Ambulance service fears over drink assaults

Colin Shevills, director of Balance, and Yvonne Ormston, NEAS Chief Executive.
Colin Shevills, director of Balance, and Yvonne Ormston, NEAS Chief Executive.

Almost half of paramedics in the region have been subjected to alcohol-fuelled physical assaults while on duty, according to a new survey.

The report published by Balance, the North East Alcohol Office, also reveals that two in five of the workers surveyed have been sexually assaulted or harassed by patients and members of the public who are deemed to be drunk.

It joined forces with the North East Ambulance Service (NEAS) to get information and opinions from more than 350 paramedics. About 60 per cent said they should not have to deal with the consequences of alcohol misuse.

In addition, nine out of 10 have been threatened at least once and close to 50 per cent six or more times.

Alison McAree, from Northumberland, has worked for NEAS for 11 years. She splits her time between the contact centre at headquarters working as an emergency clinician and being a paramedic out on the road.

The 37-year-old has been assaulted four times in her career, most recently in 2014 by a frequent caller who was subsequently charged with common assault and handed a suspended sentence.

Ms McAree said: “She was intoxicated and refused to go to hospital, so I said if she was able to show me that she was capable of walking off the ambulance, she could go home.

“She became verbally abusive, unbuckled her seat-belt and jumped down the end of the stretcher.

“She grabbed my thumb and bent it back, then went to punch me. Luckily, I had faster reactions than she did.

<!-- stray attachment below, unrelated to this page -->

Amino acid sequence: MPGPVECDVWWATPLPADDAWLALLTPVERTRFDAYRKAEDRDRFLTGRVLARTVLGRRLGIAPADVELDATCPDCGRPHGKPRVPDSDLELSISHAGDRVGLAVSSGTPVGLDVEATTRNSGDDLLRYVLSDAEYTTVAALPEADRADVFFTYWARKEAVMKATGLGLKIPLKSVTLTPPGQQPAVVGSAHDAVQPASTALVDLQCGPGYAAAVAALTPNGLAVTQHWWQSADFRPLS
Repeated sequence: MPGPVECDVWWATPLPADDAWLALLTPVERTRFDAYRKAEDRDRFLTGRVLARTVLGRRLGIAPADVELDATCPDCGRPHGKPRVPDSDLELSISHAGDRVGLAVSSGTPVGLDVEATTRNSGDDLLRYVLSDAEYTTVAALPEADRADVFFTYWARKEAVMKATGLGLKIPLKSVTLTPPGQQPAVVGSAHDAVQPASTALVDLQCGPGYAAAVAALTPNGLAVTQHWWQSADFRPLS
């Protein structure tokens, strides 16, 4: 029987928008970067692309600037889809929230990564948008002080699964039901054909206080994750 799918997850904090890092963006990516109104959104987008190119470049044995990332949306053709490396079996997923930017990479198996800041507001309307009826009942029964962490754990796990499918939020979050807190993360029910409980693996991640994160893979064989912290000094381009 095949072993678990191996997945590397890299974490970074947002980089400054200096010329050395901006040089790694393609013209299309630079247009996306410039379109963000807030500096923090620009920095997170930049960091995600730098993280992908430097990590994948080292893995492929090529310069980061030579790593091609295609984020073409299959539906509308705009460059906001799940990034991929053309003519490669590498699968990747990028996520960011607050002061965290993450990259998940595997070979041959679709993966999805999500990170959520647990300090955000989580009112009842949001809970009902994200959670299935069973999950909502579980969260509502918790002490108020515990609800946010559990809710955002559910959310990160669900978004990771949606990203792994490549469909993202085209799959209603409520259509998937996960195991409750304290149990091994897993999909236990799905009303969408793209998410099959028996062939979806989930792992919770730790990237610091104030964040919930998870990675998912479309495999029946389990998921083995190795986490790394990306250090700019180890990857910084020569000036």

“You’re definitely more at risk with an intoxicated patient because their inhibitions are lower and their ability to see right from wrong gets a bit clouded.

“It makes you more cautious and you’re on high alert all the time.

“It affects you outside of the job – you re-think the episode over and over again, asking whether you should have done something differently.

“It also affects how you treat other patients. If you’re on guard for your own personal safety, you don’t engage with your patients as well for fear that they will do the same.”

In 2013/14, Balance estimated that alcohol misuse cost the North East around £911million, including a cost to the NHS of £242million.

Director Colin Shevills said: “It’s clear from this report that our paramedics are personally paying the price for the alcohol misuse of others.

“This is an unnecessary burden on the ambulance service’s time and resource and it is totally unsustainable.

“We need the Government to support a range of targeted, evidence-based measures, such as increasing the price of the cheapest, strongest alcohol products, which has been shown to save lives, reduce hospital admissions, cut crime and lessen the financial burden alcohol places on frontline services.”

Yvonne Ormston, NEAS chief executive, added: “Our crews don’t just deal with drunk weekend revellers, they see the effects of alcohol at all times of the day and all times of the week, spread across our region and from patients of all ages and backgrounds.

“We take a zero-tolerance approach to assault and support staff every step of the way if they have been abused.

“All staff also have access to a counselling service and a number of helplines.”